Overview: The Fair Labor Standards Act (FLSA) was written in 1938, at a time when manufacturing and agriculture dominated the American economy. The law's structure for classifying employees as exempt or nonexempt from minimum wage and overtime requirements reflects that simpler time. Although it has been updated periodically in the decades since, the FLSA's classification scheme is often difficult to apply to more modern service- and information-related jobs.
One type of employee that has proven especially difficult to fit into the employee classification structure – and has also been the plaintiff in hundreds of lawsuits – is managers. Today's lean, flexible workplace often necessitates that managers pitch in and perform nonexempt work, rather than stand around with a clipboard in hand directing other employees. The more nonexempt work they do, the more likely it is they need to be paid overtime.
Complicating matters is the fact that employees' job duties change frequently. Employers often make the mistake of classifying all employees with a particular job title as exempt. When changes in the workplace necessitate changes in an employee's job duties, that classification can be jeopardized. HR is well-positioned to stay on top of these changes, and must remember that FLSA classification is an ongoing challenge, not a one-time task.
In addition, it's important that employers follow state requirements regarding employee classification.
Trends: FLSA regulations effective December 1, 2016, will raise the minimum salary for most FLSA overtime exemptions from $455 per week to $913 per week. The minimum salary level will be automatically adjusted every three years based on the 40th percentile level of full-time salaried workers in the lowest-wage Census region. In addition, the regulations will allow an employer to satisfy up to 10% of the salary minimum by nondiscretionary bonuses, incentives and commissions that are paid quarterly or more frequently.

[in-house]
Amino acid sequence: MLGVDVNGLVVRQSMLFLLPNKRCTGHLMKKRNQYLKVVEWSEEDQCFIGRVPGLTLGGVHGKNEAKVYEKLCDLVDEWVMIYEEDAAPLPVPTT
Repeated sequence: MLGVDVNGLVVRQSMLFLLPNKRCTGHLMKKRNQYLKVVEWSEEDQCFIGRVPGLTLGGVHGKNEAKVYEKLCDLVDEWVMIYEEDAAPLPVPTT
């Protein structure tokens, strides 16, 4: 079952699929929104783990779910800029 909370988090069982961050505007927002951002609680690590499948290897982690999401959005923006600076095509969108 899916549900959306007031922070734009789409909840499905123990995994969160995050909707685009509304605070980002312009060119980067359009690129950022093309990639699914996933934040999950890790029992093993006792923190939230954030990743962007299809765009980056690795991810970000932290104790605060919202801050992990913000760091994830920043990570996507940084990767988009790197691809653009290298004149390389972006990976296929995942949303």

Author: Michael Cardman, Legal Editor
The growth of the so-called "gig economy" has brought with it a host of misclassification claims. On this podcast, Cleveland, Ohio employment attorney Todd Lebowitz discusses those issues plus the most common mistake employers are making.
Updated to reflect forthcoming amendments to the workers' compensation law.
Updated to reflect the repeal of the overtime exemption for parking lot and garage attendants under the Wage Theft Prevention Clarification and Overtime Fairness Amendment Act of 2016, effective April 7, 2017.
New York City freelancers may now enforce their rights under a new law, and the City as well as the Freelancers Union have engaged in a communications campaign to ensure gig workers are aware of their legal options.
Updated to reflect independent contractor requirements under the New York City Freelance Isn't Free Act, effective May 15, 2017.
Effective July 1, 2017, drivers for Florida ride-share companies will be considered independent contractors and not employees as long as certain conditions are met.
Updated to reflect forthcoming legislation providing that drivers for ride-sharing companies will be independent contractors and not employees if certain conditions are met.
Paying an employee a lot of money does not necessarily guarantee that he will be exempt from overtime requirements, as the 11th Circuit Court of Appeals' ruling in Freixa v. Prestige Cruise Servs. illustrates.
HR guidance on complying with the FLSA and state employee classification requirements. Support on following rules and regulations regarding this topic.